FOOD, ETC. Humming-birds have slender bills, which are also generally and in some ex tremely so. the form of the bill exhibiting adaptation to the kind of flowers from which the bird obtains its food—straight in come, curved in others. The bill of the `swordbill' (Doci mastes ensiferus) is 5 inches long, much longer than the head. body, and tail of the bird together, while in Rhamphomieron mierorhynehum the bill is only of an inch long. In the sickle billed bumming-birds (see I TERMIT H r NI :11 I NC 13m) the bill is notably curved so as to form almost one-third of a circle, while in Avocettnla it is sharply and abruptly recurved at the tip. Himning-birds do not, as was long supposed, feed on honey alone, but to a considerable extent, and some of them perhaps chiefly. on insects. not excepting spiders, while they often snatch away the insects which have become entangled in spiders' webs. The lower mandible fits into the upper and the bill is thus adapted as a tube for in which, a, well as in seizing small inseet, within the of Ilow.rs. the tongue is also a 11•I• loin, of being darted out to a mil siderable length; the bone of the longue is much elongate I. and its branches pas, round the back of the ...IOW to the fial•ilt•ad. When' y n•4.1 in 1...1111t before the line of the eyes. The tongue itself of two filaments. joined together for the greater part of length. and sepa rated al the lip. The of humming-birds are very long and powerful, the other the low.c,t. and the rest shorter ill W1111111011'1' bird: exquisite nests of shred, of bark. soft grass, or cottony substances. They are Idaced in a great •ariet of from 11 mere saddling upon branch to an attachment to the tip of a pendent and swaying leaf or tendril; and often thy exterior is Ina& almost invisible by having a coating of lichens or something else allying it closely to its background. Thy egg, are invari ably two in number. and they are always plain labile. The tiny trivin.r,, yt•ry bDIJ in defense of their nest, and young. and are said to strike fearlessly with needle-like bills at the eyes of birds of prey, which they far surpass in agility and rapidity of flight. They are very easily. however. imbued will in a person with whom they are familiar. and have been known to return again in spring, after a Winter migration to a warmer climate, to the window from which they had been allowed to escape. .Nttenipts to keep them in eonlinement have generally failed. and few have ever been carried alive acne., :Most of the hummers have no song. their only being querulous squeaks of xvrath or fear. -1 few of the tropical forms. nevertheless, are said to be slightly musical. The skins of litimmimr-birds were employed for ornamental purposes by the more civilized .\inerieon races before the dis covery of .\in•rien by L'aropeans. and were used IT the Mexicans for making the pictures which excited the admiration of their Spanish l'011 quprors.
Ex the present space limits it will not be possible to give any adequate description of tlo various species of humming and this article must be confined to men tion of the illustrated herewith, and to a brief account of the butter-known species of the United States. The helinet•crests (oxypogon)
are .\ndean. and t we their name to their high pointed head ornaments. The coquettes (Lo phornisl are small, moth• ornamented hummers of the .1mazoll region. and are easily recognized by their fan-like crests. and by the spangled on each side of the neck. They arc numerous and well scattered in South .lineriea, where one of the most beautiful is the 'tufted' coquette of the island of Trinidad and the adjacent mainland. The racket-tailed hummer (Steganura whose homy is a limited region near the head of the Amazon. is among the smallest and most extraordinary of these birds; and is described as crossing• recrossing. and 'snapping" in a marvelous way its long tail feat hers in the air, as it darts about, espeeially when a rival male is near. Thy long-tailed species of the genus Aithurus are \Vest Indian; the one figured is a denizen of Jamaica.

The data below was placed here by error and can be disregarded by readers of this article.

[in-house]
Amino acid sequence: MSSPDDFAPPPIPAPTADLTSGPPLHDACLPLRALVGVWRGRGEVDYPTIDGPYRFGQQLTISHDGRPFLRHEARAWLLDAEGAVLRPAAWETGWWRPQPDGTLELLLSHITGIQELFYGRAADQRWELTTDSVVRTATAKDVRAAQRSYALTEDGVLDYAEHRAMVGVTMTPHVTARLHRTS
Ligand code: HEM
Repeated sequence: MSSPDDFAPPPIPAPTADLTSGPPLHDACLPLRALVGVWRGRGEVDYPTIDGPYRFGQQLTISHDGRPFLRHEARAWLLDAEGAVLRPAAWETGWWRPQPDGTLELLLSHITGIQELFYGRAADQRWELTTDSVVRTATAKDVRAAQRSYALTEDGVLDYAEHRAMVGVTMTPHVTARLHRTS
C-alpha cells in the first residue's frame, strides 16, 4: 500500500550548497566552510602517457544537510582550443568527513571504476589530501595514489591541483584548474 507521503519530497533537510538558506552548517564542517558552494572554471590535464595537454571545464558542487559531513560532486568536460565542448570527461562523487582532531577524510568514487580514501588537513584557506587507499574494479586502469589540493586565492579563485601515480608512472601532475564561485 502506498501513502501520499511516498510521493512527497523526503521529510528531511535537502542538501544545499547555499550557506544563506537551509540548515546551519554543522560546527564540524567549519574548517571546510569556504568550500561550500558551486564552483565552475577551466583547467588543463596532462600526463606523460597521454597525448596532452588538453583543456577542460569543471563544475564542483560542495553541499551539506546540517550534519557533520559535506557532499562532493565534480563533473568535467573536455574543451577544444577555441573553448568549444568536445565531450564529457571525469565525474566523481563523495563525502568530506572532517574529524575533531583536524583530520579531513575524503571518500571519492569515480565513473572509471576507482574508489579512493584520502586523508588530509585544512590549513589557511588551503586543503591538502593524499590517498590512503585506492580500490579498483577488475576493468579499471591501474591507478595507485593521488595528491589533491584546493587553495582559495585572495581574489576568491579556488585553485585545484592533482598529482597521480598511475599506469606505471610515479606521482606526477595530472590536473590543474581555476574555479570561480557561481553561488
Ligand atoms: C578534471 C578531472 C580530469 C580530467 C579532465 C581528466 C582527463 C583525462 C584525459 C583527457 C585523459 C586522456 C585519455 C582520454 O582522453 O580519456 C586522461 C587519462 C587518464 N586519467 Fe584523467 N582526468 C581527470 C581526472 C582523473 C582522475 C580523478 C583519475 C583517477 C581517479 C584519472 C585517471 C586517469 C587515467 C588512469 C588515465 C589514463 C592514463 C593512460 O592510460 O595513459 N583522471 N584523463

HMO.% r, LTC. (if the several humming bird, Of the Unite.I States, the ruby-throated (Trochlias co/ahri.,), is most widespread familiar. It extend, tar to the north in summer, and may be found breeding from Florida to Iltolson Bay. in winter it retires to subtropical regions. all I i, found from southein Florida to Central America. It is less than t inches long, :tint the jan•ipal color is bright shilling green. The throat of the male is a beautiful metallic ruhy-red. exquisite bird arrive, in the Northern early in Ably, with the opening of the cherry-blossoms. and goes south bite in August or eally in September. In the Rocky Alountain region of the I idled States the rnbythroat is replaced by the broad-tailed Ill1111 ( pl./0/et It millI•W hat larger bronze-green bird with rosy-purple throat. On the Pa•itie Toast the ...minion limmin•r i- thy Nootka Sound or rufous humming-bird (Selo's phoriiv ruins), about the size of the rubs throat, but deep rufous above, with the throat brilliant scarlet. It i, notable for its occurrence as far north as Nootka Sound. -Ilaska• but it winters in Alexi...). Thy eommonest species in California, where it is resident through the year. is humming-bird .1 tom I. a trills smaller than thy ruhythroat, and of more exquisite colora tion. The male is bronze-green shove, with the whole head and throat brilliant purplish l/r rose red.
BlittunatAPHY. The ilieralllre deVill•d to 1111111 )11111g-birds is very extensive, in•luding several hundred titles, but the most important works are: thoibl, Monograph of the Trochiliehr TAM (1011. 18(ii ). Irnd EillOt. Synopsis and Classilieo the Towhilidir Is79), while to the American reader. Ridgway, 'Thy lhnnming Rink" (Annual Vepori of M. Smithsonian Institution for NM), Washington, 1-9Y21, is by far thy best popular work. See IlEt.xtrr•Citi:sr; llt:amir IluxtxtING-Iltun; Strx•Itian.